In a recent chat with ESPNcricinfo, Mayank Agarwal said that, at some point a couple of years ago, he had grown tired of getting 20s and 30s. To get better at converting starts, he worked with his coach to break innings down into phases - the start, for instance, or the period once he's settled - and developed patterns for each of them. The transformation into a game suited for huge runs stemmed from that simplistic-sounding solution. But perhaps not even he could have imagined he could, once again, come close to batting as dominantly in Tests as he had during the 2017-18 Ranji Trophy season, in which he famously made 1000 runs in a month.
After just his fifth Test innings at home, Agarwal has three hundreds, two of them double-hundreds, and 583 runs at 116.60. After three fifties overseas without going past the 70s, he's made centuries each time he's reached 50 in this home season. The hardwired ability to convert starts has resurfaced.
"I think it goes down for me at least, to understanding that there have been times where I've not got runs," Agarwal said at his press conference at the end of the second day's play in Indore. "So I must respect the game, that I am batting well. When I am doing that I need to make sure that I make it big and put the team in the driver's seat or put it in such a position that we cannot lose from there.
"So I think that becomes key. Knowing that you are batting well, and you've got your hundred, you've got to make sure - it's on you to take the team ahead."
Across formats, Agarwal has made 847 runs in nine innings since the start of October, at an average of 121.00, and through that period he's looked like he's done exactly as he wants in the middle. His 243 in Indore was scored with a control percentage of 96 - he was in control of 317 balls out of the 330 he faced. At the very least, that indicates an excellent grasp of shot selection.
But Agarwal had a moment on the second day that could have left him bitter. In his short career in Tests, he has twice been trapped in an awkward, much-too-upright position while trying to sweep offspinners. On both occasions, he's been given out lbw. On both occasions, tracking suggested that the ball would have spun past leg stump.
On Friday, he reviewed and had the decision overturned. But not before a visible expression of shock, brought on by the memory of the previous dismissal, in Antigua, where he had failed to review.
"Initially when I got hit on the pad, I thought I wasn't out," he said. "But then when I was given out, I had a quick flashback because I got out the same way to Roston Chase in West Indies. So I said I can't make that mistake again. I was glad that it was missing. At some point I thought, maybe it might just be umpire's call and I was doomed."
Doomed seems an apt depiction of what Agarwal thought had happened. When the decision did go in his favour, he knelt down, took a moment to compose himself, got back up, and looked gratefully at the skies before having a long chat with partner Ajinkya Rahane. He was on 82 at the time. In total, he played only five sweeps of any kind in his innings, including the slog-sweep that eventually dismissed him. Even that, he later said, had been an error.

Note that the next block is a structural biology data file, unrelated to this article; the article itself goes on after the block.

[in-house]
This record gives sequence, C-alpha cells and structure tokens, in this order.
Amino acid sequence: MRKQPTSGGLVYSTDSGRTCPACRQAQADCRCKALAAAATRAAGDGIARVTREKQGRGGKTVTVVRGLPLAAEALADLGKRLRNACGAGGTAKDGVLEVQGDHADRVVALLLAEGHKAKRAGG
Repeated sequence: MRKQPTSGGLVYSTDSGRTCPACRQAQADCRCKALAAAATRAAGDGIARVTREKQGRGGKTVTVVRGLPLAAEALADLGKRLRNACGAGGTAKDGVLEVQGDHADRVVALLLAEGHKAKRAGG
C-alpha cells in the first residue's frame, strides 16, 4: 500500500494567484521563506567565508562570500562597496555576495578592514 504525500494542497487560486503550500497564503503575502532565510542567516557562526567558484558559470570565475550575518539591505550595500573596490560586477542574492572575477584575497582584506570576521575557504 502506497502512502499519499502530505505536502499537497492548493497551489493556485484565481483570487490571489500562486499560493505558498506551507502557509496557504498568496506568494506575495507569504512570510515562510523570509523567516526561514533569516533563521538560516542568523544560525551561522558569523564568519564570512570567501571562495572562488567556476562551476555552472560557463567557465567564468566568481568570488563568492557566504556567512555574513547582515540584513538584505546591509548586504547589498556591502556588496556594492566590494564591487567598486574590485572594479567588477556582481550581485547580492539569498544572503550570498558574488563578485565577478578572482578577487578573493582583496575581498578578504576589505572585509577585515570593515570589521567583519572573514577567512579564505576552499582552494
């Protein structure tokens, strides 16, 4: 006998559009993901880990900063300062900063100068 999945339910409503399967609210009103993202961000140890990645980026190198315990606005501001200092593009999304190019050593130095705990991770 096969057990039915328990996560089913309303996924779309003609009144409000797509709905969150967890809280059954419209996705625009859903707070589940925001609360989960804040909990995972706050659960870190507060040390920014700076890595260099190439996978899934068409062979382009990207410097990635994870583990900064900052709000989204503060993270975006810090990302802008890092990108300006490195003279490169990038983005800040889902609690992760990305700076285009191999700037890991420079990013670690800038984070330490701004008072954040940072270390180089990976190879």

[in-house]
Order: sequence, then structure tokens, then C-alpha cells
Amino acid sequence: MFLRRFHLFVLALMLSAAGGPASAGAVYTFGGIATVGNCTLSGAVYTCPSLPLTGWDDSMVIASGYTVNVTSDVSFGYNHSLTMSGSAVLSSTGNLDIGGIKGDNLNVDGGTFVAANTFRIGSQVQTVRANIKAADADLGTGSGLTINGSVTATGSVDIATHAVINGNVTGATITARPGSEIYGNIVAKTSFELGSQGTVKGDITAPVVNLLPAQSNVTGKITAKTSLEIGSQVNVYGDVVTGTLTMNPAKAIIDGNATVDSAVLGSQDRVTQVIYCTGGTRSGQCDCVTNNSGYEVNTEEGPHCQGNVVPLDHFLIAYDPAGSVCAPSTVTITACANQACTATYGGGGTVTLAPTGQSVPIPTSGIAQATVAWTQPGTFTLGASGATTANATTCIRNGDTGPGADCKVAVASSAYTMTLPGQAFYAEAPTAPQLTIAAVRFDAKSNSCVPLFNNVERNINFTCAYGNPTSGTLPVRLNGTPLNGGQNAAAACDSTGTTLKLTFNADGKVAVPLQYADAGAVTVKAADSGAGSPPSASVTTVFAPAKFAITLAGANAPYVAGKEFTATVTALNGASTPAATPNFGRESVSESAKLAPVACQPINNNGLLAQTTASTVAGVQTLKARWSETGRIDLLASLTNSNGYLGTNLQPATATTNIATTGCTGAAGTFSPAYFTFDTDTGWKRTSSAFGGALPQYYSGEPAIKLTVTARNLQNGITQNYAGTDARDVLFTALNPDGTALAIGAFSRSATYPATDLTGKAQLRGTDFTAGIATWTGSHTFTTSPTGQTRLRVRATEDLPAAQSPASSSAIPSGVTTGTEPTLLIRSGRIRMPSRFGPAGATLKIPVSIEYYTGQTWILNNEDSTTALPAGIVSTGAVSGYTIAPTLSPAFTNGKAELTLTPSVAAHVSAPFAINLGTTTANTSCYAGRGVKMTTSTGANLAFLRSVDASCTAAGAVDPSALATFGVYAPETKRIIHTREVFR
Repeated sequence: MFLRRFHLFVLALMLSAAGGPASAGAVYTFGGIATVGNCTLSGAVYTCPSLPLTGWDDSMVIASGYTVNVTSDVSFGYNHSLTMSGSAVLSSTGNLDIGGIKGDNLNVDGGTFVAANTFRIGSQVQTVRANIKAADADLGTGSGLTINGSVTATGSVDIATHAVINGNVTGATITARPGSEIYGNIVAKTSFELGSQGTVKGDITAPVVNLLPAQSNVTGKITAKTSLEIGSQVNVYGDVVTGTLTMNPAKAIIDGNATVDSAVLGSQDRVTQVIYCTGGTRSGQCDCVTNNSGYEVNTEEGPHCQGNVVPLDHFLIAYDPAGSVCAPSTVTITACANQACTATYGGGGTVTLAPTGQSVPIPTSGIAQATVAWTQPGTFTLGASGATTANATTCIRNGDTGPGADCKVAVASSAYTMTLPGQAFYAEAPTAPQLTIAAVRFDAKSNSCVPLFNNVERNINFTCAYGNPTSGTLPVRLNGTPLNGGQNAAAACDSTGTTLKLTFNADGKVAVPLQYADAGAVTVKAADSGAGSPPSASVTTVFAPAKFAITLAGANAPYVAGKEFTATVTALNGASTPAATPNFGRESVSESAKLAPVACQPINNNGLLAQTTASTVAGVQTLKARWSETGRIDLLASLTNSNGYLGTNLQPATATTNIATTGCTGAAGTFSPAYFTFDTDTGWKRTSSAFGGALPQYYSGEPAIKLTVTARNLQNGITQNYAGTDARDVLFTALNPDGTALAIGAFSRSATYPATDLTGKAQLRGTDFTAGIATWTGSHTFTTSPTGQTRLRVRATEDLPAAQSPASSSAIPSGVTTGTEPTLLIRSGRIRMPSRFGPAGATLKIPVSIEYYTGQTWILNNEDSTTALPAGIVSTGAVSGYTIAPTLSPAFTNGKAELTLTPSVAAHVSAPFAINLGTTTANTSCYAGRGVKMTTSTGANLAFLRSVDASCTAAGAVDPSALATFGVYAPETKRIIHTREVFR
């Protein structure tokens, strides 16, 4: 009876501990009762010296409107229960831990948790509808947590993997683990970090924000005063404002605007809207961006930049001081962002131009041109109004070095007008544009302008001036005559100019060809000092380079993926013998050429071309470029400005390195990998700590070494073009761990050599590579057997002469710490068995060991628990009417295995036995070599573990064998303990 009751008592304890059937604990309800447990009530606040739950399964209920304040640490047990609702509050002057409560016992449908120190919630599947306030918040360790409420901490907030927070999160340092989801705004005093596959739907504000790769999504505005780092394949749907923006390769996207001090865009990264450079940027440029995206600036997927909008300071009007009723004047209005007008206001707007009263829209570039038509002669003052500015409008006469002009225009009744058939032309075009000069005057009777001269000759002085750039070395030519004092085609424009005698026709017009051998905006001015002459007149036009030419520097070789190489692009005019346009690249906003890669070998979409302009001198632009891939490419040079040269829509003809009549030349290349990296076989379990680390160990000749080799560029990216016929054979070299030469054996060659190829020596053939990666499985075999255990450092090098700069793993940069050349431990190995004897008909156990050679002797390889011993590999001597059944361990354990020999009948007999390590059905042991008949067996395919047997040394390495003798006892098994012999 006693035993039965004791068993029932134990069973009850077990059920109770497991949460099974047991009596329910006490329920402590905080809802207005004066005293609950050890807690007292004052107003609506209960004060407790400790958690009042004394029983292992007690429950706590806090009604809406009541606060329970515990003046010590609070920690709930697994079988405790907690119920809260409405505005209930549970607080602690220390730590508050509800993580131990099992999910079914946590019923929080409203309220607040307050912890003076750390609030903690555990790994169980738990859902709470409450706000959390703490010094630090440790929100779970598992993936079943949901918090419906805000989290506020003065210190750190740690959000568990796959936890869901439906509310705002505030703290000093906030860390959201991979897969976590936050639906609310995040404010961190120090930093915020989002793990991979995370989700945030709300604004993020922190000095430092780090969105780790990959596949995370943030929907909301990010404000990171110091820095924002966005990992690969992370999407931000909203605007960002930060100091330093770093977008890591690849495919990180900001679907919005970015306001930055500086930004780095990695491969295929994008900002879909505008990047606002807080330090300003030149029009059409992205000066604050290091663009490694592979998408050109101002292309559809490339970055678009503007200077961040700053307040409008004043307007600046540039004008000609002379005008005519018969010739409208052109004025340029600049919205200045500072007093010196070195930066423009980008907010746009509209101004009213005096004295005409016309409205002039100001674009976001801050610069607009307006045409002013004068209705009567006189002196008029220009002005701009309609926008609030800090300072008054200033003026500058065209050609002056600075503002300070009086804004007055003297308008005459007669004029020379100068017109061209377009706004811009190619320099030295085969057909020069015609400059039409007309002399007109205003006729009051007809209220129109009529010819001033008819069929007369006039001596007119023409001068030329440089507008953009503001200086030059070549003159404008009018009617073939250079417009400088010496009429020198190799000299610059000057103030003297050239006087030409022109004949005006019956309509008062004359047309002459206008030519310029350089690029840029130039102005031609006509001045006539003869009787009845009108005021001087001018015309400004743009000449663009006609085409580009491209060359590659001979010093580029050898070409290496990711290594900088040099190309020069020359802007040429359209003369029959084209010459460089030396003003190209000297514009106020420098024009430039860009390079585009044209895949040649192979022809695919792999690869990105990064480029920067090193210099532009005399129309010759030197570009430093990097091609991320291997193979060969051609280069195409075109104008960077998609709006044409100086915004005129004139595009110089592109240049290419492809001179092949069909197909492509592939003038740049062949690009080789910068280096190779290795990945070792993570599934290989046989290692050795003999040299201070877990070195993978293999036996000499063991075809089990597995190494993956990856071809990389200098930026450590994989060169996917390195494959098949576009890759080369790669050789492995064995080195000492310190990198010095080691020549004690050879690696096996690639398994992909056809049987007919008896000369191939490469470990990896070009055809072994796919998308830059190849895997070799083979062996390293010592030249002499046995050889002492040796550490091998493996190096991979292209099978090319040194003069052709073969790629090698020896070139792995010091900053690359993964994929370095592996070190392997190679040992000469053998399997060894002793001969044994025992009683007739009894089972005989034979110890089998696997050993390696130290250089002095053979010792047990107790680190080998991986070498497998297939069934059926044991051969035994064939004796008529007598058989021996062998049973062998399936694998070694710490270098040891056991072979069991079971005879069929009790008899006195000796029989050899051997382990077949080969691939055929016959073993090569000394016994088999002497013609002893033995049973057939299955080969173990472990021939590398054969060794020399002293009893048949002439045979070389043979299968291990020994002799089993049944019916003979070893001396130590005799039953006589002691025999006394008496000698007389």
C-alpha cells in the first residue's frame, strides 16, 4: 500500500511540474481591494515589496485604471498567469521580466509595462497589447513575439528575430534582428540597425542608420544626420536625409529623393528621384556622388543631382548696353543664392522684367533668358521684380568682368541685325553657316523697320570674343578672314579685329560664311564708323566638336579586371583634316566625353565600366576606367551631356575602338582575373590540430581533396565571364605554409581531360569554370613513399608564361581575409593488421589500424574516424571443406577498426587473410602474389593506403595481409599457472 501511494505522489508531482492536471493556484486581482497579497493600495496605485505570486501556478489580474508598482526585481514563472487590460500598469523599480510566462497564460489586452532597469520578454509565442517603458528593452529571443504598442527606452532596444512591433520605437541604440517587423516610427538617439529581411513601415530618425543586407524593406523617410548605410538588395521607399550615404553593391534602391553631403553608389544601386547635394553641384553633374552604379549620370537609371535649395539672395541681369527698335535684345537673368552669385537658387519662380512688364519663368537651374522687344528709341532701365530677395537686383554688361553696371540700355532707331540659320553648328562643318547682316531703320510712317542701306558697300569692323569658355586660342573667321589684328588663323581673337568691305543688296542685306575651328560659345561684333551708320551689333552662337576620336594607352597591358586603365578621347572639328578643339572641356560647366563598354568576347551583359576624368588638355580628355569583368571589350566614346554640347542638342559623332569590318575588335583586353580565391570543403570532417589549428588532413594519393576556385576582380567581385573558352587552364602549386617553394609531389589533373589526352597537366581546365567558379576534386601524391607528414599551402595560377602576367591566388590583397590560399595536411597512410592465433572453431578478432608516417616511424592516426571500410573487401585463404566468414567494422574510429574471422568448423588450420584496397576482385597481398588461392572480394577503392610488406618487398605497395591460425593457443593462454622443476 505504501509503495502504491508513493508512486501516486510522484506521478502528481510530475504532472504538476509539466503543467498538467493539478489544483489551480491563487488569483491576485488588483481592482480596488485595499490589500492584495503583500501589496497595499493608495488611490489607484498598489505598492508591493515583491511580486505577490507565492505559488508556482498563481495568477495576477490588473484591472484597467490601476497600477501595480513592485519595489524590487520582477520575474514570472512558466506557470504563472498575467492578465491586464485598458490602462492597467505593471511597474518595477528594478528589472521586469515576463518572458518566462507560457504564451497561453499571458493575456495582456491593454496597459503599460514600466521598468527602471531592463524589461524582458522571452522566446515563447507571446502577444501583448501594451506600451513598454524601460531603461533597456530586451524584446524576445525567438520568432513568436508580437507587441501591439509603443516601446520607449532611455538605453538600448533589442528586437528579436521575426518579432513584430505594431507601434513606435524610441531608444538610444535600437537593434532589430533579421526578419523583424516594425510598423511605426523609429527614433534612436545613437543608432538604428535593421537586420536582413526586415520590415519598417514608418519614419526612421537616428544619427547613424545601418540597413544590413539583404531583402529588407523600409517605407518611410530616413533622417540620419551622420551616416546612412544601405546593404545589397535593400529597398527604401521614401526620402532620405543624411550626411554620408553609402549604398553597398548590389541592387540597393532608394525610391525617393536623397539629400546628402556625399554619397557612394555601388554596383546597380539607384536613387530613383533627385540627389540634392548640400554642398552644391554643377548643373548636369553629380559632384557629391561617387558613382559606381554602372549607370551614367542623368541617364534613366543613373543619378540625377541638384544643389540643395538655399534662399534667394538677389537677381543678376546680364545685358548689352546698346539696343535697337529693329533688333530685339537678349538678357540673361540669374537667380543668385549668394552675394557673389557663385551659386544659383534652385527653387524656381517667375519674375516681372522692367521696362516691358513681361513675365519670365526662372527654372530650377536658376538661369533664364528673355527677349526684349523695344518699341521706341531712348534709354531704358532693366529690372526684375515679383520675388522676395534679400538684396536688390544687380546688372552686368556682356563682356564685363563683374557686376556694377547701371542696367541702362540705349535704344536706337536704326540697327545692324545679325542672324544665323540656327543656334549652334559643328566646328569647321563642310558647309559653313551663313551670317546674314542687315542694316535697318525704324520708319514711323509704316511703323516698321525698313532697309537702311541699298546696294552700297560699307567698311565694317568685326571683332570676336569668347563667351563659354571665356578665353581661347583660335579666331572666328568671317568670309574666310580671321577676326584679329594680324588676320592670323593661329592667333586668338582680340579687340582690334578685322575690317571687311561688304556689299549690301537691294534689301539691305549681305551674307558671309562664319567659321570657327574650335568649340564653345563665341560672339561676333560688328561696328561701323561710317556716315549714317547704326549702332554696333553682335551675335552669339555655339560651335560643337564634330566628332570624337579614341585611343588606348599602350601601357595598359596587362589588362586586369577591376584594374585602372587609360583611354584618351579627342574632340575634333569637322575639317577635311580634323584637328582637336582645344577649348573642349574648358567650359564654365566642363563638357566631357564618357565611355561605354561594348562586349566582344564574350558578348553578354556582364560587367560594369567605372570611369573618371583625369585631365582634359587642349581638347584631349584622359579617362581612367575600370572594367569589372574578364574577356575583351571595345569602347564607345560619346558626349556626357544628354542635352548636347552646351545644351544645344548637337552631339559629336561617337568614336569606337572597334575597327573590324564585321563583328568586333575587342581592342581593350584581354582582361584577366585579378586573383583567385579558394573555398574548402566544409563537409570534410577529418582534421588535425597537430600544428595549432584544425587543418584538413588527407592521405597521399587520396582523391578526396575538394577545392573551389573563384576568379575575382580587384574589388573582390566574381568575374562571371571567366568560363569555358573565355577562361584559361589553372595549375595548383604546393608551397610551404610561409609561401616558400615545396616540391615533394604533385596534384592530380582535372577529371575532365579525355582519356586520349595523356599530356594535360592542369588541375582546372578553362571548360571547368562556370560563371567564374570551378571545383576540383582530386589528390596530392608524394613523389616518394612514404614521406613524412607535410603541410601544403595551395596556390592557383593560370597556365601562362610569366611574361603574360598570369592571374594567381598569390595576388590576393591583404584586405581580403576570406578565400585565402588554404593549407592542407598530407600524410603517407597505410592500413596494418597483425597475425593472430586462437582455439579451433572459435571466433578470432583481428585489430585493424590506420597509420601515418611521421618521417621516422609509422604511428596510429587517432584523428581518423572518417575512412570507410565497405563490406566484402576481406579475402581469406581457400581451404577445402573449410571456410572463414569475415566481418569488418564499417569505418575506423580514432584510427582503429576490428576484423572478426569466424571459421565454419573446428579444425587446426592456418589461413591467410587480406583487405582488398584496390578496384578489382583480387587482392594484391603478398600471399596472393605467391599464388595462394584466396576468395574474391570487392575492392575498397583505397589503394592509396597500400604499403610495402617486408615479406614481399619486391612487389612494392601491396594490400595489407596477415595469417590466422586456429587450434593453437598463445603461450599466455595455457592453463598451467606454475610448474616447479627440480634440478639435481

Five sweeps in a 330-ball innings in the subcontinent paints a picture of restraint, which is one of the defining factors of Agarwal's transformation, and possibly one of the reasons he's been able to take the run-scoring habit from domestic cricket to Test cricket with relative ease.
It also tells us Agarwal is a damn good player of spin. Offspinners feature often in the list of bowlers who have dismissed him so far, but until he's looking to create a boundary opportunity against them - Nathan Lyon at the MCG, Chase, and Mehidy Hasan Miraz today - he is usually dominating them. It's almost a principle of Agarwal's batting.
After surviving the lbw against Mehidy, he reverted to a more solid approach, with the full face offered, reliant on quick wrists to get him his runs. The next time he looked to manufacture a boundary opportunity off Mehidy, he was in full control, guiding a length ball past slip. Against the left-arm spin of Taijul Islam, he produced one of the shots of the day, getting down to the pitch of the ball and lifting it over extra-cover. It was part of a demonstration of flawless batting every time he stepped down the wicket - 44 runs off nine balls, including the six that brought up his double century. Around those nine balls, it was all finesse.
In a nutshell, that has been Agarwal's career as a Test player so far. Against pace, his technique can sometimes get him in a tangle when he looks to pull. So you barely see the shot; even against Bangladesh's seamers. And yet, three of his best shots of the day were pulls, all against Ebadot Hussain, and all in front of square.
Agarwal's batting at the moment is a dilution of all that he likes to do with restraint that he built through, in his words, creating monotony by doing laps of the M Chinnaswamy Stadium. It has brought him a mountain of runs at domestic level, and the volume certainly hasn't changed so far after he's made the step up.